We thought that, given the bad weather at this time of year, a bit of emergency planning advice would be helpful. Having a plan to cope with a local flood, dangerous storms or strong winds, or heavy snow falls can be vital of dialysis patients. Last year my car was snowed in and unusable for three weeks, for example. Could you handle that?
Missed dialysis treatments can obviously cause you problems (recent research showed that those on three times a week dialysis were more likely to have a problem during the three-day gap, compared to the other two two-day gaps). Missing a dialysis session due to extreme weather will lead to excess fluid build-up, which could lead to heart failure, breathing problems and other complications.
One obvious plan is to have a decent reserve of renal friendly food in stock, in case deliveries to your local store gets disrupted or you can't get there for supplies for a few more days than normal. Restricting your fluid intake becomes even more important if there is a chance you will miss your next session - it's no use realising this on the day you can't leave your home and face a bigger gap than normal between sessions. So think and plan ahead.
Create an emergency box, with copies of the important local phone numbers, first aid kit and several days supply of any drugs you will need. In the case of drugs, don't pack a box and leave it sitting there for two years, the drugs may be out of date. A sensible idea would be to remove and use any drugs in your emergency box once a month, and replace them with some of your latest supplies, thus keeping them all within date. This is quite important for diabetics with kidney problems.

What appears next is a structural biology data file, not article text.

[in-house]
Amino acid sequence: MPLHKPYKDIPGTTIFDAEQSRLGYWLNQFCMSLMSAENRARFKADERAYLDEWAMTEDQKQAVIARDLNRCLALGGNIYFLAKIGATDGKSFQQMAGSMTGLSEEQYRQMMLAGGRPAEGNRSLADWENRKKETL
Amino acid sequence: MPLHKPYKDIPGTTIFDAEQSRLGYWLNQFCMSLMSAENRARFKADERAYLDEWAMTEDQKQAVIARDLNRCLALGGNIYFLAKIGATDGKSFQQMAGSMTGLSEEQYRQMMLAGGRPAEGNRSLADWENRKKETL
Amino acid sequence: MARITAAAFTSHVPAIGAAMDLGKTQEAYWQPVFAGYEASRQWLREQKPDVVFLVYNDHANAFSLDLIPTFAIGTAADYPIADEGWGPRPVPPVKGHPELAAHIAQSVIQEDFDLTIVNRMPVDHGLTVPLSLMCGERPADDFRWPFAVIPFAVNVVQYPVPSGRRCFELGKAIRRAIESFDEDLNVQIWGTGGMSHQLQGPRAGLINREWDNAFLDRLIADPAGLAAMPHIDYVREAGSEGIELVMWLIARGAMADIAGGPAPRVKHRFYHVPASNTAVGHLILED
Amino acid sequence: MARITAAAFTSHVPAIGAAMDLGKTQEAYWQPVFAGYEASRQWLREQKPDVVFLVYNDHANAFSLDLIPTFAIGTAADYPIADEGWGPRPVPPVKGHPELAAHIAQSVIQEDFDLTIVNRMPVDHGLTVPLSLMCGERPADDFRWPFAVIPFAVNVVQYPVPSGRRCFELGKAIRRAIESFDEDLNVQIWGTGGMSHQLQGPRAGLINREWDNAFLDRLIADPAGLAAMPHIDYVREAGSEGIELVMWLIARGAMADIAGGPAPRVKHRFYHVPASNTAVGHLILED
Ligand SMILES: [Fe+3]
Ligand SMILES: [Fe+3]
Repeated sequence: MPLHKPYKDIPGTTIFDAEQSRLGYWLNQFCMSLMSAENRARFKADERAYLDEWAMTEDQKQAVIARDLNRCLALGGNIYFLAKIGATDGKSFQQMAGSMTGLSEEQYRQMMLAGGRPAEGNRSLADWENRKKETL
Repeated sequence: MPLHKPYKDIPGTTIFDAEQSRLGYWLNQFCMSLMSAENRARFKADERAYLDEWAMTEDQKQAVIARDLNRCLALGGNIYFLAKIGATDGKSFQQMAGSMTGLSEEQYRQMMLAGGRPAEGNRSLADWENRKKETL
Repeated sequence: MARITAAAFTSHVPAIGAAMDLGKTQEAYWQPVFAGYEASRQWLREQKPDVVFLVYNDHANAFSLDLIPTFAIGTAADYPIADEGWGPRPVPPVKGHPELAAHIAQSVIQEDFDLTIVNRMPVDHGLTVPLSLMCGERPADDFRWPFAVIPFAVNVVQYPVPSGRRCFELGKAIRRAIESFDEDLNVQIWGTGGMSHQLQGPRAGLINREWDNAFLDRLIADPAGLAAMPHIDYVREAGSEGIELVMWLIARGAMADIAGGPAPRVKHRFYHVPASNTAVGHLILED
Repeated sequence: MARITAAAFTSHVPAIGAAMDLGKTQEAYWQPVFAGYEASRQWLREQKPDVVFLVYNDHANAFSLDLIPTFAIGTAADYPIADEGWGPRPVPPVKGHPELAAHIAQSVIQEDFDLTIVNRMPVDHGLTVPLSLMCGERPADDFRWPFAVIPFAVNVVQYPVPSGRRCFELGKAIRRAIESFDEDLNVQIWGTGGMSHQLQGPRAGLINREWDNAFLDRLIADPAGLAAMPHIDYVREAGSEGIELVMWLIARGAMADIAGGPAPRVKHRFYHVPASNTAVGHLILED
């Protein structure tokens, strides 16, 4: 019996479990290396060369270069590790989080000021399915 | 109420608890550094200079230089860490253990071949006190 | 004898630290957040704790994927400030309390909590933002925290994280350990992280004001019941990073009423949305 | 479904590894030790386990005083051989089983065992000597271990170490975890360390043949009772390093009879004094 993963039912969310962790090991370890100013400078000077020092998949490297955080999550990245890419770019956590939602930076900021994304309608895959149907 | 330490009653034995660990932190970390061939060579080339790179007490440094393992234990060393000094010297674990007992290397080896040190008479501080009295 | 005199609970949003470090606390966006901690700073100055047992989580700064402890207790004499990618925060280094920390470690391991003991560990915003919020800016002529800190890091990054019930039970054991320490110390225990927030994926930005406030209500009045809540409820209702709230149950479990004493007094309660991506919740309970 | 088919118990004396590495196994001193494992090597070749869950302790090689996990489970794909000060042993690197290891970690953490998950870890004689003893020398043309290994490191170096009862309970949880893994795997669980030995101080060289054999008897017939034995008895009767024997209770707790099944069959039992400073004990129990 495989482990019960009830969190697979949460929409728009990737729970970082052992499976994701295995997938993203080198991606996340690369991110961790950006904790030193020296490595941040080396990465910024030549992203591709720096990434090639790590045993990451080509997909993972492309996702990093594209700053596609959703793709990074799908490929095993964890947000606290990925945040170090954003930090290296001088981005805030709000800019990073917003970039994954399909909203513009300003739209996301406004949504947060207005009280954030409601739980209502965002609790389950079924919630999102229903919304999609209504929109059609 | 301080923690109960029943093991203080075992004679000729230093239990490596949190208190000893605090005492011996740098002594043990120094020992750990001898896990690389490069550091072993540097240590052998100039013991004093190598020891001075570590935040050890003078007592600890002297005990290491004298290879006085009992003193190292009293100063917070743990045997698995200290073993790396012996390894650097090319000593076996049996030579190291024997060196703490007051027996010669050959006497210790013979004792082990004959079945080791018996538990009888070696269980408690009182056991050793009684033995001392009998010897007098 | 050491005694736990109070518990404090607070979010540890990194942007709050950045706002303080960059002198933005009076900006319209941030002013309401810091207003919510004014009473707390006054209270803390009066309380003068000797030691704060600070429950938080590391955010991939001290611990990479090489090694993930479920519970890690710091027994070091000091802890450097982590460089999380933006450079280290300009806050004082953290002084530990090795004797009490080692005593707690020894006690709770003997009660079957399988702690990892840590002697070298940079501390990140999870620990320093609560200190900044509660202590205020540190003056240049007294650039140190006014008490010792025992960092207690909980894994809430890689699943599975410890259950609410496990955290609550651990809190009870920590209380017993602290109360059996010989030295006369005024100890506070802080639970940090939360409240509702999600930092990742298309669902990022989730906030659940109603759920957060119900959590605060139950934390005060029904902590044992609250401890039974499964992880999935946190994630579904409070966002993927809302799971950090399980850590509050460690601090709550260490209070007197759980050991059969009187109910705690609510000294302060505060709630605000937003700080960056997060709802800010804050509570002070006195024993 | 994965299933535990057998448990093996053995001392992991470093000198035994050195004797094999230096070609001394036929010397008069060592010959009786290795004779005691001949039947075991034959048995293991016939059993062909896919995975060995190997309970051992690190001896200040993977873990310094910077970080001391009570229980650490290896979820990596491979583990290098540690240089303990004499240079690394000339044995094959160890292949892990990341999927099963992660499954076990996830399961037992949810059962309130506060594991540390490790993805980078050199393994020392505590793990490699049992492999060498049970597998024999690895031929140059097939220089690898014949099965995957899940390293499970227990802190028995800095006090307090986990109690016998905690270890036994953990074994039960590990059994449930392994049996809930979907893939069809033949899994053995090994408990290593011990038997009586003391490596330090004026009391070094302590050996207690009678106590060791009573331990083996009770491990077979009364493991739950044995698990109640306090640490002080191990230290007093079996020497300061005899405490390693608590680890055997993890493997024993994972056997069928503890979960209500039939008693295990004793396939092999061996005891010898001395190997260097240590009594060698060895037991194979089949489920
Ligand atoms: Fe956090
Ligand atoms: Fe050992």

Monitor your diet a bit more closely when bad weather is threatened. You don't want to get close to a sensible limit, then have to survive snow bound for three days and go over the limit on, say, potassium intake or fluid intake.
If you are on home dialysis, how would you handle a power cut? Does your machine have a standby battery? Is it actually fully charged? In more remote areas, where a power cut can leave people very isolated, some have a standby power generator. Does it have fuel handy as well? Is your cell phone fully charged? Some people who use their mobile phone a lot have an add-on booster battery pack that will keep it charged for several days of heavy use. As you may be in greater need of reliable communications than the average yuppie, getting such a booster battery pack could be vital. The cost is trivial compared to the benefits it brings.
These sort of plans are all very obvious when you read them. But have you implemented any of these ideas? Why not start now.